Plant now for cool weather delight

Reaping Cool-Weather Rewards
Mississippi,  along with the rest of the South, is blessed with a long growing
season, and now is the time to plant a fall garden so that you can enjoy  fresh,
leafy organic vegetables often until Christmas.
Good  fall plants include mustard greens, spinach, turnips, beets, broccoli,
cabbage, carrots, cauliflower, chard, kale, various lettuces, radishes  and
onions.
You  don’t have to overdo it. Even a small “Jim’s Plot,” only 4 feet by 8
feet, can provide lots and lots of salads. (In fact, you might consider
building a few of them for elderly family members or friends so that  they can
harvest some fresh food, too.)
It’s  hot now, but as temperatures cool, these greens will take off. Some
thrive in colder weather. Many swear that collards taste better after a  frost,
for example; the purplish hue that the leaves take on is a mark  of distinction.
Some  plants—such as radicchio—survive when temperatures drop into the teens,
along with some beets. Their leaves grow back and are delicious as  greens.
If  you already have a Jim’s Plot, just turn under the existing vegetation  for
“green manure,” allowing the plants to decompose in the soil. Add  compost to
return fertility to the soil lost from harvesting crops. You  can also apply
liquid fertilizers in spots to the started plants to give  them a boost. (Use
organic fertilizers only; synthetic fertilizers can  kill earthworms and
microorganisms in the soil.)
If  you are just starting out, you can buy topsoil at some of the local  yard
and garden stores in bulk. Better yet, find a tree-covered spot  behind a garage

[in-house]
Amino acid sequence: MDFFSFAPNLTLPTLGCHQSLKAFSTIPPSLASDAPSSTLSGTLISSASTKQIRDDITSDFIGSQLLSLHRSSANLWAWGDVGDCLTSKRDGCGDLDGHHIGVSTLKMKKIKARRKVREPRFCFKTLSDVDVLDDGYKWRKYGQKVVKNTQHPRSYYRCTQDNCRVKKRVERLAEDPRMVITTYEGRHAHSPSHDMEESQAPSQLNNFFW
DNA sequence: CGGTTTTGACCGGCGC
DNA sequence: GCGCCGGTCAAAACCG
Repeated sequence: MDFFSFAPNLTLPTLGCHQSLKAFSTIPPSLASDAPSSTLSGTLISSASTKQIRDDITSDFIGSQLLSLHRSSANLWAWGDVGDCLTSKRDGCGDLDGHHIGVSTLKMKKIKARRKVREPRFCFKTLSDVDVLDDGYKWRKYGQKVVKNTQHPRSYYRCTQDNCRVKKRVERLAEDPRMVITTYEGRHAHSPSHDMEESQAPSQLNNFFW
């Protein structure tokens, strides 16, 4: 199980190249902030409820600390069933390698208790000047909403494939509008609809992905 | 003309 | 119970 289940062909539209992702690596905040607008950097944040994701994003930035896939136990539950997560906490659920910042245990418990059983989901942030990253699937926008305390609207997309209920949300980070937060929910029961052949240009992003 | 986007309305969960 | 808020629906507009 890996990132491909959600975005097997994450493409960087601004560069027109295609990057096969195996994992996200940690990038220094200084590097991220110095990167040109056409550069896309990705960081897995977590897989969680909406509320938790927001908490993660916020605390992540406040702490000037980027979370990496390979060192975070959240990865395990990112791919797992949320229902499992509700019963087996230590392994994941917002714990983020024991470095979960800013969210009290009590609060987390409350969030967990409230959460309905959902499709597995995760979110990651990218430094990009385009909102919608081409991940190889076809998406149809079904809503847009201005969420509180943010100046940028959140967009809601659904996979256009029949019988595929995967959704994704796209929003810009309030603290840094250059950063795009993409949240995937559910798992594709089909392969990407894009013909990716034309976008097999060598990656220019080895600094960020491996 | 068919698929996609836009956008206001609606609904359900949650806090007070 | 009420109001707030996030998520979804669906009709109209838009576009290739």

or next to a fence where leaves have fallen and  decomposed over the years
leaving the soil nice and loamy. Then find a  sunny spot with southern exposure.
Put down newspapers or cardboard to  keep weeds out of your garden, and cover
with the soil. Start a compost  pile with vegetable scraps, coffee grounds and
eggshells—no meat! Use  the compost to keep your soil fertile.
How  late can you plant? For a general guideline, count backward from first
frost. Here in central Mississippi, we usually have first frost around  Nov. 1,
and the first killing frost Dec. 1. So, you can expect 60 to 90  days of growing
if you plant now.
That’s  not a hard-and-fast rule. Frost can come early. I remember one October
when the weather turned bitterly cold. Or, like last year, we could have  a warm
winter where the problem was keeping the plants from bolting  (going to seed)
rather than dying from frost.
Plant  now to have wholesome, organic produce later. There’s nothing better on
a cold winter day than steaming cooked greens with cheese, onions,  garlic and
hot sauce.

Jim PathFinder Ewing is a journalist, author, writer, editor, organic farmer and blogger. His latest book titled Conscious Food: Sustainable Growing, Spiritual Eating (Findhorn Press) is in bookstores now. Find Jim on Facebook: http://bit.ly/cuxUdc or follow him @edibleprayers or @organicwriter or visit blueskywaters.com.

Advertisements

Leave a Reply

Fill in your details below or click an icon to log in:

WordPress.com Logo

You are commenting using your WordPress.com account. Log Out / Change )

Twitter picture

You are commenting using your Twitter account. Log Out / Change )

Facebook photo

You are commenting using your Facebook account. Log Out / Change )

Google+ photo

You are commenting using your Google+ account. Log Out / Change )

Connecting to %s